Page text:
15th January 2018

Matt Allwright: Product Safety

Matt asks what happened to all the progress we made just a few decades ago

By Matt Allwright
Matt is a journalist and presenter of the BBC’s Watchdog and Rogue Traders

It seems crazy where we are right now with product safety. If you can bear to, let’s revisit the horrific Manchester Woolworths fire of 1979, in which 10 people died when polyurethane sofas caught alight. After that, everything changed. Furniture became flame retardant and shops took bars off their windows. Then Lynn Faulds Wood’s fantastic work convinced me that things really would get better: oven doors wouldn’t burn me, pen tops would no longer choke kids, and never again would I mis-wire a used plug when buying something electrical. The improvement curve could only continue skywards.

What went wrong? Why am I still reporting on exploding electrical products, toxic cosmetics and flammable sofas? Was the progress made in the 80s and 90s just a dream? It’s not hard to identify one part of the problem: a flood of products from the Far East, which don’t seek to meet the standards developed by conscientious men and women in white coats. And I don’t need to tell you that most council trading standards departments are so skeletal they could serve as Hallowe’en decorations.

But we’re not just looking at the failure of product safety as it applies to container loads of unbranded Chinese hoverboards. There is enough evidence that major manufacturers are not only producing failing products, but also brazening it out when widespread failures are found. I would mention names, but here’s the rub: doing so could bring lawsuits from global brands, which would bring the publication to its knees.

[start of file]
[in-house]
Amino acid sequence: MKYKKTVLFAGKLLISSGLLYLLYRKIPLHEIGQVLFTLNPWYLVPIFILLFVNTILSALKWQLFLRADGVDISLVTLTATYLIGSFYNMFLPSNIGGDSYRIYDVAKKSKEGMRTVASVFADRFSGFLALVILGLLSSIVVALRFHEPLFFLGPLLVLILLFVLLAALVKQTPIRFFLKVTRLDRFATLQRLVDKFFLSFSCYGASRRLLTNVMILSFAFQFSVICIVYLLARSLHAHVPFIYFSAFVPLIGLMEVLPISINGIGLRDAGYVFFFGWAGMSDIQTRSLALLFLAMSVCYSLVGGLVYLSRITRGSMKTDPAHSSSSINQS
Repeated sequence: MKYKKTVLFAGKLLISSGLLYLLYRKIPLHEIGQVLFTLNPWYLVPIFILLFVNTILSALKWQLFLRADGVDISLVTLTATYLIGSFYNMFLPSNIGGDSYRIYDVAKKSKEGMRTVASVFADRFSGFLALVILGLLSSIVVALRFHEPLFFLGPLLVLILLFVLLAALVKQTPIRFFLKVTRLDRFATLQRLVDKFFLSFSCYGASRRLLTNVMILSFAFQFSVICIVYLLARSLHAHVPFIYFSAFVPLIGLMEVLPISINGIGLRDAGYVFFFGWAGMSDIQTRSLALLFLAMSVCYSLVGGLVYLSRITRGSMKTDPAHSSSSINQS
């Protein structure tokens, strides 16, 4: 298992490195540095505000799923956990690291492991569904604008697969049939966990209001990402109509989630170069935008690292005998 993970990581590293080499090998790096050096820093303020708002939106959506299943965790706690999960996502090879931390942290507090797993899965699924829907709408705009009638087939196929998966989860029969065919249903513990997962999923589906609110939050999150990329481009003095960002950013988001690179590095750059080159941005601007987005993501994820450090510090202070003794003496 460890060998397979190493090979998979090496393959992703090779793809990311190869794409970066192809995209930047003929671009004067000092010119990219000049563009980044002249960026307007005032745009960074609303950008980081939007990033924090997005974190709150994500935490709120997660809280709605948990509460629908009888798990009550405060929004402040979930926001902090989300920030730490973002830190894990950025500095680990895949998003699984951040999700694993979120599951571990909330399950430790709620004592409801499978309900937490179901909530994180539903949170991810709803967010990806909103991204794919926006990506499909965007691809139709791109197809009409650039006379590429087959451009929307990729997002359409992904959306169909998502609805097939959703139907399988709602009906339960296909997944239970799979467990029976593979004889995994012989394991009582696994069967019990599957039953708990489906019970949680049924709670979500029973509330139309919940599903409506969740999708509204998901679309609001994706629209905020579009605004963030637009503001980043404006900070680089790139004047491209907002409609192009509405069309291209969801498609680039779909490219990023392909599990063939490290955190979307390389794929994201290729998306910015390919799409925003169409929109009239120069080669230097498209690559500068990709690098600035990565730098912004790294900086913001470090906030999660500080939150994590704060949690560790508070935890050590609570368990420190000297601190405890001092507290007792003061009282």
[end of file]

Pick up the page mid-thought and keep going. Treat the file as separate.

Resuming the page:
That same fear is writ large on tiny trading standards offices across the country. Taking on a major manufacturer is outside their expertise, potentially financially ruinous, and something they have to combine with their many daily duties, such as protecting residents from dodgy tree surgeons and the hooky booze sold in corner shops.

Super Lynn did brilliant work on this subject a couple of years ago, producing a report with three simple recommendations to build a robust national response to product safety failures. She’s just talked me through what’s happened since then and it’s a sorry tale of shirked responsibility, crab-like ministerial side-stepping and endless circular meetings. It’s one reason she turned down an honour she richly deserved.

The result? Product safety has been kicked well and truly into the long grass. Until, that is, Grenfell Tower, and the suspicion brought to bear on a fridge in a flat in northwest London. Of course, we are still waiting for a verdict on exactly what happened and why, but if this is our generation’s catastrophic version of Manchester 1979, we shouldn’t let the moment to act slip through our fingers.

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